Another nuclear pact with US in trouble: Russia
MOSCOW: Another US-Russia nuclear pact is in danger following the US move to withdraw from a Cold War-era arms control treaty, a senior Russian diplomat said on Thursday.
Deputy Foreign Minister Sergei Ryabkov charged that the US refusal to negotiate an extension to the New Start treaty signals Washington’s intention to let it expire in 2021. He warned that time is running out to save the pact, which was signed in 2010 by US President Barack Obama and Russian President Dmitry Medvedev.
Ryabkov said that the US has shown “no readiness or desire” to engage in substantive talks on extending the pact, which limits each country to no more than 1,550 deployed nuclear warheads and 700 deployed missiles and bombers.
US Undersecretary of State Andrea Thompson argued in Wednesday’s phone call with reporters that there is enough time to discuss the treaty’s extension.
“We have until 2021,” Thompson said. “It is a relatively simple treaty to extend, so we have time with that.” But Ryabkov warned that the procedure isn’t going to be simple. He noted that the US said it has converted 56 Trident submarine-launched intercontinental ballistic missiles and 41 B-52H strategic bombers that carried nuclear weapons for use with conventional weapons, but stonewalled Russia’s repeated requests for a verifiable way to exclude their conversion back to nuclear status.
“It gives reason to suspect our American counterparts of setting ground to avoid those discussions … and just let the treaty quietly expire,” Ryabkov said
“In the worst-case scenario, they may carry 1,286 nuclear warheads,” he said, meaning that the US could nearly double the number of deployed warheads allowed by the New Start treaty.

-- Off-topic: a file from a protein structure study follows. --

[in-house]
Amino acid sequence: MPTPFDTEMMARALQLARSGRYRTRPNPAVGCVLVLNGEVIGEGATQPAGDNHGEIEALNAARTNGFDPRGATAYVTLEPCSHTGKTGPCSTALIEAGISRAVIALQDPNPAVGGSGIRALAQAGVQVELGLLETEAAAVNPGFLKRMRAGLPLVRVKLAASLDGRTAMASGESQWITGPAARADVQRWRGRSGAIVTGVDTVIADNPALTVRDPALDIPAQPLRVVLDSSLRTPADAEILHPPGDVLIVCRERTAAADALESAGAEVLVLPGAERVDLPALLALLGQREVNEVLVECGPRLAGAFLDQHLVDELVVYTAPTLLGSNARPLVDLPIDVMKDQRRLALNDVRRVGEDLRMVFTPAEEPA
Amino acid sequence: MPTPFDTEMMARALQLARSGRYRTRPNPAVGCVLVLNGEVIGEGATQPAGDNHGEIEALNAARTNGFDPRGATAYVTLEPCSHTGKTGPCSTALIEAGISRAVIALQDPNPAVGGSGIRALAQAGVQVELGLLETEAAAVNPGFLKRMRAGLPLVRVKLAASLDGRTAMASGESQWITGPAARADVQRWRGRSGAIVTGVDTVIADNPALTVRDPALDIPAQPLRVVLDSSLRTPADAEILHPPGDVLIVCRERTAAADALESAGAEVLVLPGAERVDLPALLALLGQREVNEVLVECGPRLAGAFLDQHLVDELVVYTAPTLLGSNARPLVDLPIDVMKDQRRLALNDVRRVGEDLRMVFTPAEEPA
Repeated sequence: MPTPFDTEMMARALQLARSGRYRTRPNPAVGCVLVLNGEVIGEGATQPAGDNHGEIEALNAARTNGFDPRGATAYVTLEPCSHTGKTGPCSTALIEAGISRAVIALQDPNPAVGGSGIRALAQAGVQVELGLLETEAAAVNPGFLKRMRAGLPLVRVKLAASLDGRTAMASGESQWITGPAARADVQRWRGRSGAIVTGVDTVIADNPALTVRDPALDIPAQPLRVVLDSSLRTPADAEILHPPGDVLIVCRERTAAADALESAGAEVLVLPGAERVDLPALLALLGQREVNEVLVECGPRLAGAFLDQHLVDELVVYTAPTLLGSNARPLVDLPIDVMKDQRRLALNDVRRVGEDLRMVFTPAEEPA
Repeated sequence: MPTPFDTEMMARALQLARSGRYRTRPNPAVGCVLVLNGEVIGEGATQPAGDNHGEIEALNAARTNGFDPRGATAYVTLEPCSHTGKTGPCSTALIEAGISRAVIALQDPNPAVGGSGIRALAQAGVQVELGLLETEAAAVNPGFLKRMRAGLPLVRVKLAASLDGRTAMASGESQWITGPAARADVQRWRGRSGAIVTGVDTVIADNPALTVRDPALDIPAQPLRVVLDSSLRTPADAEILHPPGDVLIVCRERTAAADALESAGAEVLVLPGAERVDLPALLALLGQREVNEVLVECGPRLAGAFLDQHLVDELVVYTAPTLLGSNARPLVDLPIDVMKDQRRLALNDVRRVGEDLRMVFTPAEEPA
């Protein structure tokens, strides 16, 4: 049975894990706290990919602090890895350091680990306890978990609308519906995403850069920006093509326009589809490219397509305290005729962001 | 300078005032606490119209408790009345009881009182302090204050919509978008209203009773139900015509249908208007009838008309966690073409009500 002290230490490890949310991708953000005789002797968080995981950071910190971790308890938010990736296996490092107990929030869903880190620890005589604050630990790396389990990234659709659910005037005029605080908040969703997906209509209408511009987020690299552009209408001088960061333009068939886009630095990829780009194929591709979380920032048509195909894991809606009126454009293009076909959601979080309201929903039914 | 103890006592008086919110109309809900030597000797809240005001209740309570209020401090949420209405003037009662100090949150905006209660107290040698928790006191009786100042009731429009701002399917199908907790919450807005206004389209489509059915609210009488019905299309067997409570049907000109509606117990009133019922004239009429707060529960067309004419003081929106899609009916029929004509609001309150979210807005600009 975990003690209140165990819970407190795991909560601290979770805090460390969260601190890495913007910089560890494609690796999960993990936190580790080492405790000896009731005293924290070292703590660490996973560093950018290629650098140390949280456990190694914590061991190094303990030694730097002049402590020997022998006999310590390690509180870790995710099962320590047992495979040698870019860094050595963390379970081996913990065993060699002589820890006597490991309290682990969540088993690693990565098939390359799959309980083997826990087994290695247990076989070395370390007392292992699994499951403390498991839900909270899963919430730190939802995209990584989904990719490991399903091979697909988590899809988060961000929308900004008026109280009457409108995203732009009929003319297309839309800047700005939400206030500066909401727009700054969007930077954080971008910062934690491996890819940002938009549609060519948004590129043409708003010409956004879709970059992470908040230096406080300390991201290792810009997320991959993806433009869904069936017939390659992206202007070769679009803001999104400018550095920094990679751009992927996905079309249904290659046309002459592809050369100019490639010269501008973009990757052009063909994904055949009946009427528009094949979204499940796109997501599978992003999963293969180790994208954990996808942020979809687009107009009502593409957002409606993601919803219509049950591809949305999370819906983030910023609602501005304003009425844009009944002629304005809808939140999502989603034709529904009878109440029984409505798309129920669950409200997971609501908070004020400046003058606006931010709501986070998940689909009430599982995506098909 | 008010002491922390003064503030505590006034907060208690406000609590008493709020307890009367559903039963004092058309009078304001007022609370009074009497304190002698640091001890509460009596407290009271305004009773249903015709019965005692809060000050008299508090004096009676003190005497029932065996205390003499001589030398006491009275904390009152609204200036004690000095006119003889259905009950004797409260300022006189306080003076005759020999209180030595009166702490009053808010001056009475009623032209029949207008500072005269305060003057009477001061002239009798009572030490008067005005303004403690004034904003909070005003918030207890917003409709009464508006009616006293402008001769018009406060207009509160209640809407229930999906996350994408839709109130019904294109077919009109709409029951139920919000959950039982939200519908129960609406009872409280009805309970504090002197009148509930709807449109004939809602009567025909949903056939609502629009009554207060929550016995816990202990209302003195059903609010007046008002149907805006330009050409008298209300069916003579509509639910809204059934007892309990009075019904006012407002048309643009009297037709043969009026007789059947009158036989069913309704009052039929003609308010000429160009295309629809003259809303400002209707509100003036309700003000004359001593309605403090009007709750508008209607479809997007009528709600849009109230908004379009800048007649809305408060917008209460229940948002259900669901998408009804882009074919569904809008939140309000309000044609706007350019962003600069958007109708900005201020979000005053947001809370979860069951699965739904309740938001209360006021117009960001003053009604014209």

He said “that there is almost no time left” to discuss that and other issues for the treaty to be extended by another five years as envisaged during the signing.
“It gives reason to suspect our American counterparts of setting ground to avoid those discussions … and just let the treaty quietly expire,” Ryabkov said.
Ryabkov also said Russia stands ready for talks on a possible successor to the 1987 Intermediate-Range Nuclear Forces treaty.
“We are ready for dialogue,” Ryabkov said. “If the US is interested, it should spell out its proposal.” Citing Russian violations, the US on Saturday formally suspended its obligations under the INF that bans all land-based cruise and ballistic missiles with a range of 500 to 5,500 kilometres, setting the stage for the treaty to terminate in six months. Russia, which has denied any breaches, has followed suit.
Russian President Vladimir Putin instructed the military over the weekend to work on developing new land-based weapons that were previously forbidden by the INF treaty, but emphasised that such new weapons won’t be deployed to the European part of Russia or any other region unless the US does so in those areas.
Ryabkov expressed particular worry about US plans to produce new, low-yield nuclear weapons, warning that it could dramatically lower the threshold for their use.
“It’s very alarming,” he said, adding that the plans could revive old Cold War era concepts.